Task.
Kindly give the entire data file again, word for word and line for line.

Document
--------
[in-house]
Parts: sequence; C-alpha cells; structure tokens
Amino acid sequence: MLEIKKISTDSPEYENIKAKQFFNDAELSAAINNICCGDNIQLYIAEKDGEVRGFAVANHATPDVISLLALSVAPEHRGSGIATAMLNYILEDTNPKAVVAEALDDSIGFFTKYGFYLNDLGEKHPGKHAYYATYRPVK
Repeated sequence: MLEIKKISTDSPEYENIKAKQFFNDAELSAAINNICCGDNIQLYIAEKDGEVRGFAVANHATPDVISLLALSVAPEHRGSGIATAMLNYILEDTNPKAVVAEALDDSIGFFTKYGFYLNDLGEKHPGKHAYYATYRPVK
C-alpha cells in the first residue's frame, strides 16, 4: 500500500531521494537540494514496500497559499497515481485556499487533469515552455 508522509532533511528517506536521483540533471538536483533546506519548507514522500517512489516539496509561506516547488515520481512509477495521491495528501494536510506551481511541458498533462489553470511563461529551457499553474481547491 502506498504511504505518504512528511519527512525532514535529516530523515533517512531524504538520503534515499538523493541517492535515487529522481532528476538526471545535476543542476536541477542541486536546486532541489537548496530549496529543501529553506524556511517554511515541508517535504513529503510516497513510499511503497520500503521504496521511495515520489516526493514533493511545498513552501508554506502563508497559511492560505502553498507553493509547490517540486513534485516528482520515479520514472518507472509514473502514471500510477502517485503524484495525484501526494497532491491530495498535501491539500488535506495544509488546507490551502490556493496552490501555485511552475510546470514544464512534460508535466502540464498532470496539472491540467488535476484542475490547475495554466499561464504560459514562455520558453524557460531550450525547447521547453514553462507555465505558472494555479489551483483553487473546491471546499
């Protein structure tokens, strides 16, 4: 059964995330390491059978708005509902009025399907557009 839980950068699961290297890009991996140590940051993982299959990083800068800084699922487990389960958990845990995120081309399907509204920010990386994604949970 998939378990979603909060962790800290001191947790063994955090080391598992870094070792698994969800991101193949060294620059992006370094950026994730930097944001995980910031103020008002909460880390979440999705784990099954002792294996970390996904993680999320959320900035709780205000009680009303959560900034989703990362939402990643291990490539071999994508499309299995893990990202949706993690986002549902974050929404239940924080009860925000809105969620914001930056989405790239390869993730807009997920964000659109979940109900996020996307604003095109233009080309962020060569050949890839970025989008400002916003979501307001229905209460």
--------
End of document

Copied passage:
[in-house]
Parts: sequence; C-alpha cells; structure tokens
Amino acid sequence: MLEIKKISTDSPEYENIKAKQFFNDAELSAAINNICCGDNIQLYIAEKDGEVRGFAVANHATPDVISLLALSVAPEHRGSGIATAMLNYILEDTNPKAVVAEALDDSIGFFTKYGFYLNDLGEKHPGKHAYYATYRPVK
Repeated sequence: MLEIKKISTDSPEYENIKAKQFFNDAELSAAINNICCGDNIQLYIAEKDGEVRGFAVANHATPDVISLLALSVAPEHRGSGIATAMLNYILEDTNPKAVVAEALDDSIGFFTKYGFYLNDLGEKHPGKHAYYATYRPVK
C-alpha cells in the first residue's frame, strides 16, 4: 500500500531521494537540494514496500497559499497515481485556499487533469515552455 508522509532533511528517506536521483540533471538536483533546506519548507514522500517512489516539496509561506516547488515520481512509477495521491495528501494536510506551481511541458498533462489553470511563461529551457499553474481547491 502506498504511504505518504512528511519527512525532514535529516530523515533517512531524504538520503534515499538523493541517492535515487529522481532528476538526471545535476543542476536541477542541486536546486532541489537548496530549496529543501529553506524556511517554511515541508517535504513529503510516497513510499511503497520500503521504496521511495515520489516526493514533493511545498513552501508554506502563508497559511492560505502553498507553493509547490517540486513534485516528482520515479520514472518507472509514473502514471500510477502517485503524484495525484501526494497532491491530495498535501491539500488535506495544509488546507490551502490556493496552490501555485511552475510546470514544464512534460508535466502540464498532470496539472491540467488535476484542475490547475495554466499561464504560459514562455520558453524557460531550450525547447521547453514553462507555465505558472494555479489551483483553487473546491471546499
């Protein structure tokens, strides 16, 4: 059964995330390491059978708005509902009025399907557009 839980950068699961290297890009991996140590940051993982299959990083800068800084699922487990389960958990845990995120081309399907509204920010990386994604949970 998939378990979603909060962790800290001191947790063994955090080391598992870094070792698994969800991101193949060294620059992006370094950026994730930097944001995980910031103020008002909460880390979440999705784990099954002792294996970390996904993680999320959320900035709780205000009680009303959560900034989703990362939402990643291990490539071999994508499309299995893990990202949706993690986002549902974050929404239940924080009860925000809105969620914001930056989405790239390869993730807009997920964000659109979940109900996020996307604003095109233009080309962020060569050949890839970025989008400002916003979501307001229905209460």